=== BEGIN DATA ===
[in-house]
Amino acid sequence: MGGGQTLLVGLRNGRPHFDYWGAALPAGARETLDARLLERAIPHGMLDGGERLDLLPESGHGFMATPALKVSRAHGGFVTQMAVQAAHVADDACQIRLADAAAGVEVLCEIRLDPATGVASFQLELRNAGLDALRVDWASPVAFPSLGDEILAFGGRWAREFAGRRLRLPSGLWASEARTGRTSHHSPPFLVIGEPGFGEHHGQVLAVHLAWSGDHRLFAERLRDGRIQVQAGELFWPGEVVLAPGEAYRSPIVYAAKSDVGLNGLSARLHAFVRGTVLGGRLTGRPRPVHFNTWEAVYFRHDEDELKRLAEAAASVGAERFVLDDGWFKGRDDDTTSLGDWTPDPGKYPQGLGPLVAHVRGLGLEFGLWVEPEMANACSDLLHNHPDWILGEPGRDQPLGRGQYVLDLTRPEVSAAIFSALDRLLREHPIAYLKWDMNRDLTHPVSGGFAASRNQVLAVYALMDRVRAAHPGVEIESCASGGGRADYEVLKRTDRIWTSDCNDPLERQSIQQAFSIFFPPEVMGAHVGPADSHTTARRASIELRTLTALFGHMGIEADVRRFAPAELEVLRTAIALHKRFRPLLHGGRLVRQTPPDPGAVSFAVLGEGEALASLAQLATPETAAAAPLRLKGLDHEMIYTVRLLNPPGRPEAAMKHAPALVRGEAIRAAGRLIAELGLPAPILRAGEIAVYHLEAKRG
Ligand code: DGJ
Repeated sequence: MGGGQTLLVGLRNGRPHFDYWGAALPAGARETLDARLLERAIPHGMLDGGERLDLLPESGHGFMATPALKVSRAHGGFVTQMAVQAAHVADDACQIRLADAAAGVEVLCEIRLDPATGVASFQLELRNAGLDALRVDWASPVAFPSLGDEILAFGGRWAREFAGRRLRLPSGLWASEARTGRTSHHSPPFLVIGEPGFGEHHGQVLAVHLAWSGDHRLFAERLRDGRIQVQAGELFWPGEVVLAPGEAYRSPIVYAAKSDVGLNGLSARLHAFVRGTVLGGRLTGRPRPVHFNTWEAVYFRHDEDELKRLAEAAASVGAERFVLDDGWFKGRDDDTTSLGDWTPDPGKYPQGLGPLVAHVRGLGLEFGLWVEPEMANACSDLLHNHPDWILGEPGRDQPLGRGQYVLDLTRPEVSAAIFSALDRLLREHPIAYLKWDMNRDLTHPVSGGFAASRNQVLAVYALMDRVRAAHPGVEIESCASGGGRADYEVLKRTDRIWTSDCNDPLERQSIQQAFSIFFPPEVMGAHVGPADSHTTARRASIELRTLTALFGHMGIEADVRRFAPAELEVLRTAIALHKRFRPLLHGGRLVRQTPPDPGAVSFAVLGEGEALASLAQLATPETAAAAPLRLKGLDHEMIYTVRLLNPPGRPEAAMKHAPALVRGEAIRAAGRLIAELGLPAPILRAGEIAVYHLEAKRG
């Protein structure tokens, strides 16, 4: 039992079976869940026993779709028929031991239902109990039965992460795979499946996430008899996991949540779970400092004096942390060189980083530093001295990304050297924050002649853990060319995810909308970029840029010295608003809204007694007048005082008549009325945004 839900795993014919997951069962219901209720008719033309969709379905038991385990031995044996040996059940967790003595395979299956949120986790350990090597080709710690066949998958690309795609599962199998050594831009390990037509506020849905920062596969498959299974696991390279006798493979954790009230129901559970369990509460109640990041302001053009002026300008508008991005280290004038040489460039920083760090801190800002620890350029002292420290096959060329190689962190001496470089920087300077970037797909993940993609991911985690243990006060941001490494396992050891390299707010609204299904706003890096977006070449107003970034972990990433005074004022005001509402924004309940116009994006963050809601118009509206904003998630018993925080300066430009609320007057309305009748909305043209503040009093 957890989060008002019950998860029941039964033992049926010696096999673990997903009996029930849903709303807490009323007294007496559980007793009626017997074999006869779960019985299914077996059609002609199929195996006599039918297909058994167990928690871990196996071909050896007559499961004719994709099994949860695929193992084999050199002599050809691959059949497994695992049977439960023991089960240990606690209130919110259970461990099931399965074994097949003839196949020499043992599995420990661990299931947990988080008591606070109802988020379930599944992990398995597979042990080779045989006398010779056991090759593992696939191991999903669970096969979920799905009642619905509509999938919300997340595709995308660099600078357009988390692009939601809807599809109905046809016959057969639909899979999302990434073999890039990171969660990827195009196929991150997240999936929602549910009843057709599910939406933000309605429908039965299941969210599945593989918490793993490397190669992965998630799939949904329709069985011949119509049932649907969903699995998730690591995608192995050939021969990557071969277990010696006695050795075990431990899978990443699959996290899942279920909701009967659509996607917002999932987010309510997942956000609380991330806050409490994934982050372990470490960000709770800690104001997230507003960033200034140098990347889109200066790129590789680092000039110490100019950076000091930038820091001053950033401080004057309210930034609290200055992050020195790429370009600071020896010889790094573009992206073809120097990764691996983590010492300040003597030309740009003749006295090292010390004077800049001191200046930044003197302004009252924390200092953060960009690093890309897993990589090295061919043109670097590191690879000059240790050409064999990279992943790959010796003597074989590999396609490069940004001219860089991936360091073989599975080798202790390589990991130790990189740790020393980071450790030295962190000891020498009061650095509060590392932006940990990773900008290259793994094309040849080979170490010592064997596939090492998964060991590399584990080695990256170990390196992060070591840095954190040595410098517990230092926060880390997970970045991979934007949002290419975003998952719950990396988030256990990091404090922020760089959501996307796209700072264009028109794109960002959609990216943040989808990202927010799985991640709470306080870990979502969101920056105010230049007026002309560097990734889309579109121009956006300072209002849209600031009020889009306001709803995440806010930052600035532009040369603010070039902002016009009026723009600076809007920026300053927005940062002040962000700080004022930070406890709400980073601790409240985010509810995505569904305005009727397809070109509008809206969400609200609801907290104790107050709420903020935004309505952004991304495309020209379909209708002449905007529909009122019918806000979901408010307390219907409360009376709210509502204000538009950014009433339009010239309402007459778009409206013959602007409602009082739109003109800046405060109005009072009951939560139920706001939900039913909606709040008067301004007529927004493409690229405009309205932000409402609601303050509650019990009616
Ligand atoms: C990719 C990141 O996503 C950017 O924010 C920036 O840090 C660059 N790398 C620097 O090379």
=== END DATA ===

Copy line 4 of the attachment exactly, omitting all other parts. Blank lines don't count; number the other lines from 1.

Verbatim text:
Repeated sequence: MGGGQTLLVGLRNGRPHFDYWGAALPAGARETLDARLLERAIPHGMLDGGERLDLLPESGHGFMATPALKVSRAHGGFVTQMAVQAAHVADDACQIRLADAAAGVEVLCEIRLDPATGVASFQLELRNAGLDALRVDWASPVAFPSLGDEILAFGGRWAREFAGRRLRLPSGLWASEARTGRTSHHSPPFLVIGEPGFGEHHGQVLAVHLAWSGDHRLFAERLRDGRIQVQAGELFWPGEVVLAPGEAYRSPIVYAAKSDVGLNGLSARLHAFVRGTVLGGRLTGRPRPVHFNTWEAVYFRHDEDELKRLAEAAASVGAERFVLDDGWFKGRDDDTTSLGDWTPDPGKYPQGLGPLVAHVRGLGLEFGLWVEPEMANACSDLLHNHPDWILGEPGRDQPLGRGQYVLDLTRPEVSAAIFSALDRLLREHPIAYLKWDMNRDLTHPVSGGFAASRNQVLAVYALMDRVRAAHPGVEIESCASGGGRADYEVLKRTDRIWTSDCNDPLERQSIQQAFSIFFPPEVMGAHVGPADSHTTARRASIELRTLTALFGHMGIEADVRRFAPAELEVLRTAIALHKRFRPLLHGGRLVRQTPPDPGAVSFAVLGEGEALASLAQLATPETAAAAPLRLKGLDHEMIYTVRLLNPPGRPEAAMKHAPALVRGEAIRAAGRLIAELGLPAPILRAGEIAVYHLEAKRG